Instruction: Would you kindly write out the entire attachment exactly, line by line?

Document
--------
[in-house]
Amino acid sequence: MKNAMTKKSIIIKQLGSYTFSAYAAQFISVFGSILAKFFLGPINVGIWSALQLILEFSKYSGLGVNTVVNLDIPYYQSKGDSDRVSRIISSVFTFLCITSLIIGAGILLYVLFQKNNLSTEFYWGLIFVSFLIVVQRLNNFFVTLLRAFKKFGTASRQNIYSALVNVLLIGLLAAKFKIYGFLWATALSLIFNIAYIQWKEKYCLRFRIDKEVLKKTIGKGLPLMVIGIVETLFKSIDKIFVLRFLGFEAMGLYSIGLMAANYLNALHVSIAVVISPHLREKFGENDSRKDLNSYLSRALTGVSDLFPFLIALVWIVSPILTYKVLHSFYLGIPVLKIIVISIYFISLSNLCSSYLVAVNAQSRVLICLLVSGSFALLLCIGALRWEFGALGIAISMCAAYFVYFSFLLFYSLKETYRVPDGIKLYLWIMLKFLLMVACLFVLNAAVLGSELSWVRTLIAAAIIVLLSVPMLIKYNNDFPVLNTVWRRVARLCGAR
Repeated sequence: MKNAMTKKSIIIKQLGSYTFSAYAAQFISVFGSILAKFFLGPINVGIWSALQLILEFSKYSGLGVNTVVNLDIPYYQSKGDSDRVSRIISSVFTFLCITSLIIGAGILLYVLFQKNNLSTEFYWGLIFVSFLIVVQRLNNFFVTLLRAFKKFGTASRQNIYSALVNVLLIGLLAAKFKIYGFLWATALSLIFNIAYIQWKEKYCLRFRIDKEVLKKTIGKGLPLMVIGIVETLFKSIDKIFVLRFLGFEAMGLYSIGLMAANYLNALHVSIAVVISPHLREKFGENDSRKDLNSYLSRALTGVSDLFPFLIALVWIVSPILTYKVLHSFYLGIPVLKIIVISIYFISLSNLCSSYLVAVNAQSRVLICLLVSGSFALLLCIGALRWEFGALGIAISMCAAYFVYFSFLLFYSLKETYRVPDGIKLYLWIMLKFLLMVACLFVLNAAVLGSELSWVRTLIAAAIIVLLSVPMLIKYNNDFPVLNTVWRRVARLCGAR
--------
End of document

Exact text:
[in-house]
Amino acid sequence: MKNAMTKKSIIIKQLGSYTFSAYAAQFISVFGSILAKFFLGPINVGIWSALQLILEFSKYSGLGVNTVVNLDIPYYQSKGDSDRVSRIISSVFTFLCITSLIIGAGILLYVLFQKNNLSTEFYWGLIFVSFLIVVQRLNNFFVTLLRAFKKFGTASRQNIYSALVNVLLIGLLAAKFKIYGFLWATALSLIFNIAYIQWKEKYCLRFRIDKEVLKKTIGKGLPLMVIGIVETLFKSIDKIFVLRFLGFEAMGLYSIGLMAANYLNALHVSIAVVISPHLREKFGENDSRKDLNSYLSRALTGVSDLFPFLIALVWIVSPILTYKVLHSFYLGIPVLKIIVISIYFISLSNLCSSYLVAVNAQSRVLICLLVSGSFALLLCIGALRWEFGALGIAISMCAAYFVYFSFLLFYSLKETYRVPDGIKLYLWIMLKFLLMVACLFVLNAAVLGSELSWVRTLIAAAIIVLLSVPMLIKYNNDFPVLNTVWRRVARLCGAR
Repeated sequence: MKNAMTKKSIIIKQLGSYTFSAYAAQFISVFGSILAKFFLGPINVGIWSALQLILEFSKYSGLGVNTVVNLDIPYYQSKGDSDRVSRIISSVFTFLCITSLIIGAGILLYVLFQKNNLSTEFYWGLIFVSFLIVVQRLNNFFVTLLRAFKKFGTASRQNIYSALVNVLLIGLLAAKFKIYGFLWATALSLIFNIAYIQWKEKYCLRFRIDKEVLKKTIGKGLPLMVIGIVETLFKSIDKIFVLRFLGFEAMGLYSIGLMAANYLNALHVSIAVVISPHLREKFGENDSRKDLNSYLSRALTGVSDLFPFLIALVWIVSPILTYKVLHSFYLGIPVLKIIVISIYFISLSNLCSSYLVAVNAQSRVLICLLVSGSFALLLCIGALRWEFGALGIAISMCAAYFVYFSFLLFYSLKETYRVPDGIKLYLWIMLKFLLMVACLFVLNAAVLGSELSWVRTLIAAAIIVLLSVPMLIKYNNDFPVLNTVWRRVARLCGAR